There’s a lot of excitement at the intersection of neuroscience and AI right now. I had a chance to go to the MAIN2019 conference (Montreal AI and neuroscience), and saw an amazing line-up of people and interesting talks it was. This is a tour of the main ideas that caught my attention at the conference.
From natural to artificial intelligence
Humans are intelligent, and by emulating humans, whether at the level of circuits, algorithms, affordances or objectives, we could create intelligent machines. There’s a cogent explanation of how that’s worked in the past and how that might work in the future in this editorial from Deepmind. There’s two concrete examples that people often point to:
- Convolutional neural nets, which are inspired by the visual system, ultimately from the work of Hubel and Wiesel
- Reinforcement learning, loosely inspired by the behaviour of the basal ganglia
In addition, there’s a long tail of smaller ideas; for instance, the idea of using different types of normalization to facilitate gradient based learning (whether the role is the same in the brain and in machines is another question, but that’s a story for another day).
Constraining deep neural nets with brain data
It’s a lot easier to name instances where neuroscience has inspired AI almost by accident than to make a coherent research program based off of that idea. But some people are trying.
One idea is to use brain data (neurophysiological recordings or fMRI) to constrain deep neural nets to a good subspace with high performance. Leila Wehbe from CMU presented some ideas along these lines, fitting a language model pooling both fMRI and text doccuments. She mentioned that right now, joint training predicts the fMRI data well but the results are equivocal on language tasks.
It might just be a question of the vastly larger amount of text data than brain data. Pierre Bellec aims to collect hundreds of hours of brain data (MEG and fMRI) from a dozen subjects as part of the Courtois Neuromod project. These large scale projects could generate the vast amounts of data necessary to train ANNs with brain data exclusively. Very recently there was a proof of concept that showed more robust classification using brain data from mouse visual cortex as a prior on image classification. These are very early days but I think this approach will work eventually. The only question is whether it will ever be economical to use this method (i.e. 500$ an hour to run an MRI scanner versus pennies per classification on mturk).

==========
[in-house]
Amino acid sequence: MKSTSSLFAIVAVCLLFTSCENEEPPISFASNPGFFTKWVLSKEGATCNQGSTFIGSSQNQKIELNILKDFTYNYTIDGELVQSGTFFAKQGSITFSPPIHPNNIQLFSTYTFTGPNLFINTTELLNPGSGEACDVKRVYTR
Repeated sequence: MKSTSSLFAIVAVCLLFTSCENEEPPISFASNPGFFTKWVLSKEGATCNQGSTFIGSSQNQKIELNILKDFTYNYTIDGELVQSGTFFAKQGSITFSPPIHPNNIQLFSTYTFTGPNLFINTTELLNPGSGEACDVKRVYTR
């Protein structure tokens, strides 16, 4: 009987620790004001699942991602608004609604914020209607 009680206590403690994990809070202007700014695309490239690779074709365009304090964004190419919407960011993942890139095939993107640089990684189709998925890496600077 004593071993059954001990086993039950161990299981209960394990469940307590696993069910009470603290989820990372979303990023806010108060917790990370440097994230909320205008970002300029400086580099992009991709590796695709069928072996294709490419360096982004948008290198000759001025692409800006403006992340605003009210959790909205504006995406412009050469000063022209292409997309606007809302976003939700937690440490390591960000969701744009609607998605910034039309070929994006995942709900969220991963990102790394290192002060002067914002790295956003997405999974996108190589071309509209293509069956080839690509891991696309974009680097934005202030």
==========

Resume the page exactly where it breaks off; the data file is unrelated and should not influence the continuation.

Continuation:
Genes as an information bottleneck
Another very popular idea that has been put forward by many groups is that there are two scales of learning in human brains:
- a human lifetime scale, i.e. a lot of unsupervised learning, a sprinkle of reinforcement learning, and the tiniest sliver of supervised learning that happens over a single person’s lifetime. This timescale might involve changing billions of weights (synapses) in the brain.
- the evolutionary timescale, i.e. the massive information bottleneck that comes from the tens of thousands of genes we have to encode a nervous system composed of billions of neurons.
There’s an underlying sub0idea that many individual neurons don’t matter all that much in this context. This is a point that’s been made by many recently, most notably in an editorial in Nature Neuroscience by a huge group with Konrad Kording as the senior author.
Tony Zador had a talk provocatively titled “a critique of pure learning” that made the point (see also his paper) that humans and animals don’t really learn all that much. Instead, they have a number of built-in behaviours that get refined after birth; most of the intelligence is innate.
Evolution follows fundamentally different dynamics than the common gradient-based learning algorithms that are commonly used in deep learning. Instead of an objective that is optimized by nudging the current estimate of weights, an ensemble of learners carry forward traits that can mutate or be exchanged.
One interesting consequence is that different kinds of emergent collective behaviours with high fitness can emerge: cooperative, individualistic, etc. Evolution moves the whole population towards one of many deep local optima. These are not the benign saddlepoint extrema or relabeling equivalences of deep learning that can be dealt with stochastic gradient descent. You need new mathematical machinery to understand these ensembles, namely complexity theory (aka complex systems). It’s a really fascinating area of mathematical physics (here’s a book on the subject) that is ripe to be explored more in the context of neuroscience. Blaise Aguera y Arcas showed some very early work on this problem and I think it will prove ebullient in the next few years.
Artificial to natural intelligence